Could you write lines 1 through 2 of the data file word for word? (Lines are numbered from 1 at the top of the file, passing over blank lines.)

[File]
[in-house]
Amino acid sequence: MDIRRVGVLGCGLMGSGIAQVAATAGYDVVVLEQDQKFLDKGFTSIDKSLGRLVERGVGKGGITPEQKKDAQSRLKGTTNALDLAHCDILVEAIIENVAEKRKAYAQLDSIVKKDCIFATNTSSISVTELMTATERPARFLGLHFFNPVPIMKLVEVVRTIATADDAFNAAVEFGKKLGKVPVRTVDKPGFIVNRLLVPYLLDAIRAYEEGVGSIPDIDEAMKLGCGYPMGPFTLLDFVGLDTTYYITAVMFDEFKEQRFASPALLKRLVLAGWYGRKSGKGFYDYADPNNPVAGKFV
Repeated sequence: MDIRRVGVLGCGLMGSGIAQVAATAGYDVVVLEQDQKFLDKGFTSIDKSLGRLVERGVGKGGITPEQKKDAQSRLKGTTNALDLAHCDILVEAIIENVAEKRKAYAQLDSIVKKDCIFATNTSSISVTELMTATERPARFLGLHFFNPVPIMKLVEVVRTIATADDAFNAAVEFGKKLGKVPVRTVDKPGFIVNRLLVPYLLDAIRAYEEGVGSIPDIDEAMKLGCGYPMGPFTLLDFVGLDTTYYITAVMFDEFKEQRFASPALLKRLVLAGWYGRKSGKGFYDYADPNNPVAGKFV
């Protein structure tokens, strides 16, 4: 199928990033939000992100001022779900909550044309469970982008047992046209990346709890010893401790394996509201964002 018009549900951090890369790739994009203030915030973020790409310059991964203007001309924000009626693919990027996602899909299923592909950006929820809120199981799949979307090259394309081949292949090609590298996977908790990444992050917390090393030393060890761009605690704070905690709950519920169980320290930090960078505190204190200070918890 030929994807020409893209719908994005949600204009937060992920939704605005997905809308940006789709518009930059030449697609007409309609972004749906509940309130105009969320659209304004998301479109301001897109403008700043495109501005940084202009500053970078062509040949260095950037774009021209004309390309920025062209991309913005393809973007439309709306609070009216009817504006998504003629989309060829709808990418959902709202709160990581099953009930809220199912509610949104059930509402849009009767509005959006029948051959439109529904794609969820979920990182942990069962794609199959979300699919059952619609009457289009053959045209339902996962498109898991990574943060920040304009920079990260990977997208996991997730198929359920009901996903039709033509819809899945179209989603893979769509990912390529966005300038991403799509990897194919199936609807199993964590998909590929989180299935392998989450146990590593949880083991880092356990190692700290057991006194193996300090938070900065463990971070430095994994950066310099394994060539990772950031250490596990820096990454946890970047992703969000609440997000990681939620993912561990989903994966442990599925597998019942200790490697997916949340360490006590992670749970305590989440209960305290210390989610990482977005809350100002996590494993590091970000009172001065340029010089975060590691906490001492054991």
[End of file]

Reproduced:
[in-house]
Amino acid sequence: MDIRRVGVLGCGLMGSGIAQVAATAGYDVVVLEQDQKFLDKGFTSIDKSLGRLVERGVGKGGITPEQKKDAQSRLKGTTNALDLAHCDILVEAIIENVAEKRKAYAQLDSIVKKDCIFATNTSSISVTELMTATERPARFLGLHFFNPVPIMKLVEVVRTIATADDAFNAAVEFGKKLGKVPVRTVDKPGFIVNRLLVPYLLDAIRAYEEGVGSIPDIDEAMKLGCGYPMGPFTLLDFVGLDTTYYITAVMFDEFKEQRFASPALLKRLVLAGWYGRKSGKGFYDYADPNNPVAGKFV